Rutgers University Project on Economics and Children

EconKids Home Older Children and Young Adults: 2009 The Importance of Wings / by Robin Friedman

The Importance of Wings / by Robin Friedman


  The Importance of Wings
Author:  Robin Friedman
Publisher:  Charlesbridge
ISBN: 978-1-58089-330-5
Year:  2009

Concepts:  jobs, scarcity, opportunity cost

Review:  Back in the 1980s when television re-runs provided a major source of entertainment, shows like Wonder Woman and Charlie's Angels generated a number of female role models and fashion styles. Hence long feathered hair with wings not only prevailed as the must-have hair style at school, it also represented in Roxanne's eyes what it meant to be a normal American girl. Roxanne, an Israeli immigrant, longed to be a normal American girl with feathered hair living in a normal American family, but she could not seem to grasp onto that sense of belonging.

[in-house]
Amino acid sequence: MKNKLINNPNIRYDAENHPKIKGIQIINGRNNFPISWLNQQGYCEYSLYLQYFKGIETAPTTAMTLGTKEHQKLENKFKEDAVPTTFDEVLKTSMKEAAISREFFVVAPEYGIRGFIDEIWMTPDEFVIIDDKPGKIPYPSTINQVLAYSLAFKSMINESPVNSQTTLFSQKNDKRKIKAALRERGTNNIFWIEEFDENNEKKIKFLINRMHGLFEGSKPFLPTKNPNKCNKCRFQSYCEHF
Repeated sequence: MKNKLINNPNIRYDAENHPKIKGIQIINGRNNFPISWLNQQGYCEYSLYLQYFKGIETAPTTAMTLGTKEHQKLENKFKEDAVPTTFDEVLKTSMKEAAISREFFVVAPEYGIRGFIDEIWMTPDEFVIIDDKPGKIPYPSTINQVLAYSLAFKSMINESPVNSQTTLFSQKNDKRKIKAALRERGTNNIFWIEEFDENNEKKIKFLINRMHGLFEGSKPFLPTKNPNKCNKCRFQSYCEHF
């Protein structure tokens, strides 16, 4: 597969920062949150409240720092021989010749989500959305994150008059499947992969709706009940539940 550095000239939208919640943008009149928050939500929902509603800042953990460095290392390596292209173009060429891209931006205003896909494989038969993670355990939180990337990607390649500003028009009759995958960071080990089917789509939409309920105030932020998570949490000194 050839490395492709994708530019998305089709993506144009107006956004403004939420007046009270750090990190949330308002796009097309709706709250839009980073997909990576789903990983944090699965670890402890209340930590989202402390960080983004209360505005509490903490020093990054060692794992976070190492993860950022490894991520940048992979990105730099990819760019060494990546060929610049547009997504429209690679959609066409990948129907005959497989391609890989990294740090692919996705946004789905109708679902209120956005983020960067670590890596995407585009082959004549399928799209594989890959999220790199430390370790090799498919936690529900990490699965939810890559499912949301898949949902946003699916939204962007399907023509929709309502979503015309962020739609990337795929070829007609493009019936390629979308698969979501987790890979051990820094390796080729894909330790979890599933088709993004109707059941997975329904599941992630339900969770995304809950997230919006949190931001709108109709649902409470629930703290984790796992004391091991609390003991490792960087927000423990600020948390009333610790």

Her father worked long hours driving a taxi in Manhattan, her mother had gone back to Israel to care for a sick relative, she and her younger sister spent seemingly endless stretches of time by themselves in a house with bare cupboards and no supervision, and her hair certainly would not cooperate to form those perfect wings. It took the arrival of a new girl in town - an independent, courageous, and beautiful Israeli girl who happened to move into the bright pink house next door - for Roxanne to recognize her own insecurities, value her heritage, and become more proactive about her life.

Clearly woven into the story is an important lesson about the risk of food insecurity when parents don't have enough time or money to properly care for their children. This engrossing novel, with its well-developed characters, does an excellent job in playing upon different interpretations of the book's title. The Importance of Wings makes for an altogether enjoyable and insightful read.

Review by:  Rutgers University Project on Economics and Children

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